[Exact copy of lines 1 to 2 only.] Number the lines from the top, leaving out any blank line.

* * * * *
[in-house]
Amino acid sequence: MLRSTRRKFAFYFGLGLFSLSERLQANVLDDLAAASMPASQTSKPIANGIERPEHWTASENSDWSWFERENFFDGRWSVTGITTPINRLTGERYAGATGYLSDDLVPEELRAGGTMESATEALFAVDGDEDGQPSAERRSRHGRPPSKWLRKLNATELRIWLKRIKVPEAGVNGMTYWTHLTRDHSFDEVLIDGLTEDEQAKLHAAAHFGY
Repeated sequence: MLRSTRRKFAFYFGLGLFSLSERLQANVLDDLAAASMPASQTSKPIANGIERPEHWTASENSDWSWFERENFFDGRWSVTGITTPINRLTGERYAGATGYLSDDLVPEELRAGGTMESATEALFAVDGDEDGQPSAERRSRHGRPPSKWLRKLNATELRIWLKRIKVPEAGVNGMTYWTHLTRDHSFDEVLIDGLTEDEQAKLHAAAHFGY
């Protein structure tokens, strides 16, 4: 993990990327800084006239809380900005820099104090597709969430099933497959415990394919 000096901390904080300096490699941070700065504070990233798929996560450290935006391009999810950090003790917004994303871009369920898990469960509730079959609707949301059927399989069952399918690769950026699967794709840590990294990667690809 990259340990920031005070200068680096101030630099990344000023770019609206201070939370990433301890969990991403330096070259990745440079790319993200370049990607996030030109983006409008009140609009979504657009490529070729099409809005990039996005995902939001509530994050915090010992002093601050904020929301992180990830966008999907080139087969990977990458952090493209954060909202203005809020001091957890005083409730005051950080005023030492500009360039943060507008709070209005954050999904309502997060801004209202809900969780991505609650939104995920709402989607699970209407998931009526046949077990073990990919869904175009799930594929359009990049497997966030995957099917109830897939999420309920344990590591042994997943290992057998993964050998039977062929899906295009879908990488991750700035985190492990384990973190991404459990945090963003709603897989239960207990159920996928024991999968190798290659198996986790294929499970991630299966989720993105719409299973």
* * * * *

[in-house]
Amino acid sequence: MLRSTRRKFAFYFGLGLFSLSERLQANVLDDLAAASMPASQTSKPIANGIERPEHWTASENSDWSWFERENFFDGRWSVTGITTPINRLTGERYAGATGYLSDDLVPEELRAGGTMESATEALFAVDGDEDGQPSAERRSRHGRPPSKWLRKLNATELRIWLKRIKVPEAGVNGMTYWTHLTRDHSFDEVLIDGLTEDEQAKLHAAAHFGY